Burials, settlements, and society in Early Greece, 1200-650 BCProf Irene Lemos
Byzantine ConstantinopleDr Ine Jacobs
Early Ionia, 1000-450 BCProf Irene Lemos
Etruscan ItalyDr Charlotte Potts
Greek and Roman housingDr Janet DeLaine
Greek and Roman wallpaintingDr Maria Stamatopoulou and Prof Bert Smith
Greek coinageProf Chris Howgego and Dr Volker Heuchert
Greek Funerary Archaeology, 600-100 BCDr Maria Stamatopoulou
Greek sculptureDr Maria Stamatopoulou and Prof Bert Smith
Greek VasesDr Thomas Mannack
Historical narrative in Hellenistic and Roman artProf Bert Smith
History of collections: classical artDr. Peter Stewart
Landscape archaeology in the Greek and Roman worldProf. Andrew Wilson
Late Roman and Byzantine architectureDr Ine Jacobs
Late Roman and Byzantine mosaics and paintingDr Ine Jacobs
Maritime archaeology of the Greek and Roman MediterraneanDr Damian Robinson
Myth in Greek and Roman artProf Bert Smith and Dr Thomas Mannack
Pompeii and OstiaDr Janet DeLaine
Problems and methods in ancient art-historyProf Bert Smith
Roman architectureDr Janet DeLaine
Roman BritainDr Damian Robinson
Roman coinageProf Chris Howgego
Roman North Africa Prof. Andrew Wilson
Roman PortraitsProf Bert Smith and Dr. Peter Stewart
Roman Provincial ArtDr. Peter Stewart
Roman sculptureProf Bert Smith and Dr Janet DeLaine
Topics in Aegean PrehistoryDr Lisa Bendall
Topography of Rome (can be taken as BSR City of Rome)Dr Janet DeLaine
Topics from Archaeology MSt/MPhil
Topics from Archaeological Science MSt/MSc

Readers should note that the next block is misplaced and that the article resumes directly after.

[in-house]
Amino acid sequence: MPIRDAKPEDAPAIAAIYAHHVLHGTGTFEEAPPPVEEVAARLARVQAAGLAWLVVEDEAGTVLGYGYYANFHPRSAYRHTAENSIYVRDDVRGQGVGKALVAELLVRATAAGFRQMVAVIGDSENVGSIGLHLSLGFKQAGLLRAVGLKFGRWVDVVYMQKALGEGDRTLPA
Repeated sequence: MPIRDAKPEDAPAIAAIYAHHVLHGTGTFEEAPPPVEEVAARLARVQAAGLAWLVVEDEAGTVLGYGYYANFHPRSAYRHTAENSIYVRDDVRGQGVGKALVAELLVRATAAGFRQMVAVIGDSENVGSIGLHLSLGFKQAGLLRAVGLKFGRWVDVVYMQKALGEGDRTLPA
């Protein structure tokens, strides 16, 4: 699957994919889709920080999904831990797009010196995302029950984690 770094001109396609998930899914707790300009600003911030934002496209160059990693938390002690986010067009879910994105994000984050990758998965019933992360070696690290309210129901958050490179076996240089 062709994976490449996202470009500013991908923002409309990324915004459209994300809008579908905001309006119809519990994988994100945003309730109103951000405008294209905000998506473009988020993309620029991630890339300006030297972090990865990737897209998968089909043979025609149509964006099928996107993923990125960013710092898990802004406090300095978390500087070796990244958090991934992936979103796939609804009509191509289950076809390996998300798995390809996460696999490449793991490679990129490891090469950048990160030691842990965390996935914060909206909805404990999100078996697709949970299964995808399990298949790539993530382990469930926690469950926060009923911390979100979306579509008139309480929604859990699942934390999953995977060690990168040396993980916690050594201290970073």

Not all the courses listed may be available every year.

Academic staff

Examinations

MSt

  • three subjects are chosen for written examination
  • one subject, chosen from List A, will be examined by a written 3-hour unseen paper with a choice of questions
  • the second subject will normally be examined by a pair of 5,000-word preset essays or the candidate may chose to substitute a 10,000-word dissertation on an approved topic
  • the third subject will normally be examined by a further pair of 5,000-word pre-set essays
  • a viva voce examination

MPhil

  • the first year examination (as for MSt, but without the option of a dissertation) must be passed to qualify for the second year
  • the second year is  examined in one further subject chosen from those listed for the MSt, normally by  a pair of 5,000-word preset essays, and by a compulsory 25,000-word thesis which counts as two elements
  • a viva voce examination

The dissertation

For the one-year MSt degree a thesis of up to 10,000 words on an approved topic is optional. For the two-year M.Phil degree submission of a thesis of up to 25,000 words on an approved topic is required.

Recent  MPhil thesis titles include:

  • Bronze Age Collapse: Textual and Archaeological Evidence for the end of the Mycenaean World
  • Vase Paintings from the Aegean in the Twelfth Century BC (Late Helladic IIIC Middle)
  • Shifting Identities: Interregional Exchange and Ports of Trade in the Mediterranean World during the 8th and 7th Centuries BC.
  • The Polychromy of Hellenistic Terracotta Figurines.
  • Statues of women in the Hellenistic polis
  • The Iconology of Macedonian Tomb Paintings
  • The Utilisation of classical motifs by the Austrian Habsburgs: 1685-1792.
  • Gesture in Hellenistic and Early Imperial Art
  • Construction Man-power for Imperial Building in Trajanic Rome
  • Roman exploitation of the eastern desert of Egypt
  • Harbour Cities and Merchant Communities in the Roman Mediterranean 100BC - AD 300
  • Reconstructing the Roman Diet and Its Economic Implications: A faunal analysis of Roman Dorchester
  • Aspects of Housing in the Late Roman World: The Architecture and Decoration of Villas

Period details

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Subject details